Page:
5 things we learned from Black Saturday

Here in Australia we are living through our longest and most devastating bushfire season we’ve experienced. The statistics around numbers of affected communities, the extent of habitat and wildlife loss are staggering. The NSW, Victorian and Australian Governments are responding with disaster assistance in a range of forms. Whether that assistance is offered in the form of cash or creative community-building initiatives, there are a number of aspects that are important for the success in the bushfire recovery process.

Following Victoria’s Black Saturday bushfires in 2009, the Victorian State Government (then Arts Victoria, now Creative Victoria) rolled out an art-led initiative to galvanise community support and unity. I conducted an evaluation of this initiative, which demonstrated that arts and culture performed an important role in rebuilding bushfire-affected communities. Emerging from the evaluation findings were 5 important lessons; things that should be kept in mind when designing disaster recovery initiatives. This may be a good time to revisit these lessons, given the recovery effort that will lie ahead in 2020 and for many years to come.

1. Grants and support need to be simple

When in a state of trauma, many people are simply unable to think clearly enough to fill in the requisite paperwork to be eligible for a grant. For creative or cultural support initiatives to be successful in a disaster recovery context, the process for applicants must be simple and straightforward.

2. On-the-ground personal support is essential

As part of their art-led recovery initiative, Arts Victoria funded a Project Officer to work in the most greatly impacted areas to provide face-to-face support for affected community members. This was one of the greatest success factors of the initiative as it meant that support could be tailored and targeted in response to individual community needs.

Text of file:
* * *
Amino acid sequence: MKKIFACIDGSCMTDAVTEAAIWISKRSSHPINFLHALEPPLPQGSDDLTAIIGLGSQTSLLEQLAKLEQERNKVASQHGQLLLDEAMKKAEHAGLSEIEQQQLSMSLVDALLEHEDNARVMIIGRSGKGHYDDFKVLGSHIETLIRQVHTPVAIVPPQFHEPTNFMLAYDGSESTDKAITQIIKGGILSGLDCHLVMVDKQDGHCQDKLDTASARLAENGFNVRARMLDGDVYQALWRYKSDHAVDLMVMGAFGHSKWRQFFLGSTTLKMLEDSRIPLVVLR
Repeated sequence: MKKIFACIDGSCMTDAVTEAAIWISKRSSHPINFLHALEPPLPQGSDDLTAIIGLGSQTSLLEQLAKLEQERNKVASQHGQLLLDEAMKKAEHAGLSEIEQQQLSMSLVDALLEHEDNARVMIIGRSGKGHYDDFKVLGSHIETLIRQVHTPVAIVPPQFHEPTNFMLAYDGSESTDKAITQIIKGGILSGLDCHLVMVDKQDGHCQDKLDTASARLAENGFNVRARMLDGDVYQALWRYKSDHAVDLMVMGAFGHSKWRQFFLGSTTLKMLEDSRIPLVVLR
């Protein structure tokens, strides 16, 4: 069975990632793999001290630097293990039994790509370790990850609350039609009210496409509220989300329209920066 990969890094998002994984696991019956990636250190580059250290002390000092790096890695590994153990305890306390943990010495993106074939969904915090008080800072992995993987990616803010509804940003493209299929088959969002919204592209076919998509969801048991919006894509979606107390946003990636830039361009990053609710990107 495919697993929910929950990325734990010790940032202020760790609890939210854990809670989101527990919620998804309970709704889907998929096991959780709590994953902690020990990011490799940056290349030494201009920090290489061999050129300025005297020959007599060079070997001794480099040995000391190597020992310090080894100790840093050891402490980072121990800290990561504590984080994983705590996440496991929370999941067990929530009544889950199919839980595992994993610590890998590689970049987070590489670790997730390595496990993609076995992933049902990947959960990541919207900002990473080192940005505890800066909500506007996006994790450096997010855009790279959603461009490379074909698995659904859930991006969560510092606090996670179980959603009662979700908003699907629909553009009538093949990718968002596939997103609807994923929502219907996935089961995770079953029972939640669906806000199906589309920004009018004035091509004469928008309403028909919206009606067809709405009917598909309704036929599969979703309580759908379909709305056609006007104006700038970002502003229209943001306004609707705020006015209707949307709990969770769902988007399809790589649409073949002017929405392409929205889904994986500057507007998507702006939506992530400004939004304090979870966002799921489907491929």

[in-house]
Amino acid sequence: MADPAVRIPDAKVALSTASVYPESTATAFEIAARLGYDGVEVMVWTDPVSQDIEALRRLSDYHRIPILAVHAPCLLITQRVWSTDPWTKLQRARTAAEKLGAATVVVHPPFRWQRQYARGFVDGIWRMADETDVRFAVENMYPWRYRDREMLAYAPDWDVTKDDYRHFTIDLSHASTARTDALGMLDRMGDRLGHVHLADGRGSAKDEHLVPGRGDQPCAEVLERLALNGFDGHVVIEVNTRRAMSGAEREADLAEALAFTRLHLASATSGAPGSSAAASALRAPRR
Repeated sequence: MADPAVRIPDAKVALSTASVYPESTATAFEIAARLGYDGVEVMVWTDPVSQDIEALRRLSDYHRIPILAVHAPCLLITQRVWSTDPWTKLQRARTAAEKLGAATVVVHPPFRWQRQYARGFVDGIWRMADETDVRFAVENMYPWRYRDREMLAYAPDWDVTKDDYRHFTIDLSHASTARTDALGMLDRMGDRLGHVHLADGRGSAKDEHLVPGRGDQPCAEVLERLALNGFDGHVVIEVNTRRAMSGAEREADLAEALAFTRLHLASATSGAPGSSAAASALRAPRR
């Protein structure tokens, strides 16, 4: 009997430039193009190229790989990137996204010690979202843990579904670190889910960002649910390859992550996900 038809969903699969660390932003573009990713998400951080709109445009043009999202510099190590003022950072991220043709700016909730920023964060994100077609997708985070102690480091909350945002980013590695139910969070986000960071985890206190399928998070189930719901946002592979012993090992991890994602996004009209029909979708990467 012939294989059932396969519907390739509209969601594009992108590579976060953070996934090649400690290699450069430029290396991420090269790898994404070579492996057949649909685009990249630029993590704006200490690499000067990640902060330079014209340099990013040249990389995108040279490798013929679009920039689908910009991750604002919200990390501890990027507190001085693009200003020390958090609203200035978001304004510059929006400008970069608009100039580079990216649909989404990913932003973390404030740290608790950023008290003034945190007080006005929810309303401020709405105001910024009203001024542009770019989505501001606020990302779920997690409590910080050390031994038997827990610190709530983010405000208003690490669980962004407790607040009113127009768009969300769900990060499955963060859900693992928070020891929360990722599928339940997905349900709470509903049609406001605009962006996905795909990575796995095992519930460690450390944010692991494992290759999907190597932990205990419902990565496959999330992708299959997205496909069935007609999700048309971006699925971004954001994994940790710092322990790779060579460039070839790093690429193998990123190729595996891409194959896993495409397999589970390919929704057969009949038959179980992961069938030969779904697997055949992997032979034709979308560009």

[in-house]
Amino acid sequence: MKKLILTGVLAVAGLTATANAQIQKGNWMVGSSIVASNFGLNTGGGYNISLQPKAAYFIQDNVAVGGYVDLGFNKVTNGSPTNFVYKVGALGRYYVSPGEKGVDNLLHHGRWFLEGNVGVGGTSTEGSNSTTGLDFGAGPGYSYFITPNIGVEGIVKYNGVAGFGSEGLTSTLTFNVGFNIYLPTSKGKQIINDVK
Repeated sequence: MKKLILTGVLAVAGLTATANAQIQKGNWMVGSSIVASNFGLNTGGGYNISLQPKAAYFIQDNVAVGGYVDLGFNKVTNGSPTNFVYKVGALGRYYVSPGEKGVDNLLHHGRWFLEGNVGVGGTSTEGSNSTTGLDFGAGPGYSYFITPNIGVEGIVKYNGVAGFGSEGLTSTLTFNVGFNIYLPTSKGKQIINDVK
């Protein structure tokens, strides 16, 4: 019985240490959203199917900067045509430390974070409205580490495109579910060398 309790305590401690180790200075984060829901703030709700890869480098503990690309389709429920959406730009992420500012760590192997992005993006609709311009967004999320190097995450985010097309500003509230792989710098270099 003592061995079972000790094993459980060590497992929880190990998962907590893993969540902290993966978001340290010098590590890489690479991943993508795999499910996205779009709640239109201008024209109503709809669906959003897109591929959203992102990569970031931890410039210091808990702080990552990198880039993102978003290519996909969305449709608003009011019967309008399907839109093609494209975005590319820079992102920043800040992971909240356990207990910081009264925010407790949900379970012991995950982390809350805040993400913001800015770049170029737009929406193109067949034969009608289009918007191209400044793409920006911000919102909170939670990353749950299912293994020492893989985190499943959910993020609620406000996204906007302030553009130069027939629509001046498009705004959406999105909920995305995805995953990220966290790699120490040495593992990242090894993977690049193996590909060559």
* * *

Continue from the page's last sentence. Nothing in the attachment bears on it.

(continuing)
3. The response must be community-driven and inclusive

It is crucial to involve community members in all aspects of decision-making regarding recovery. This will help determine the nature of support they require; whether it be quick response grants for creative initiatives, or funding to go towards building new community connections for long-term outcomes. Top-down solutions that are imposed on communities will not be successful.

4. Existing networks should be utilised

Bushfire recover initiatives are more likely to succeed if linkages and networks already in place are strengthened. These connections may be between community workers, emergency service workers, human services workers (such as Red Cross and Salvation Army), council workers and community service groups. The earlier these networks can be identified and strengthened, the better.

5. Recovery is a long-term game

The evaluation of the Black Saturday bushfire response highlighted the importance of understanding that communities and individuals recover at different rates and there are many stages to recovery. Immediately following a natural disaster of the magnitude we have recently experienced in Australia, there are always going to be immediate financial and other support requirements from affected communities. But sustainable and meaningful support is not just about parachuting in and dropping money into these communities. It is about planning long-term sustainable initiatives that are accompanied by good governance, continuous resourcing and effective leadership.

Although we are still living through the current disaster, it is never too early to consider what will make effective creative support whenever it is needed. The full findings from the evaluation of the Black Saturday creative response can be seen here.

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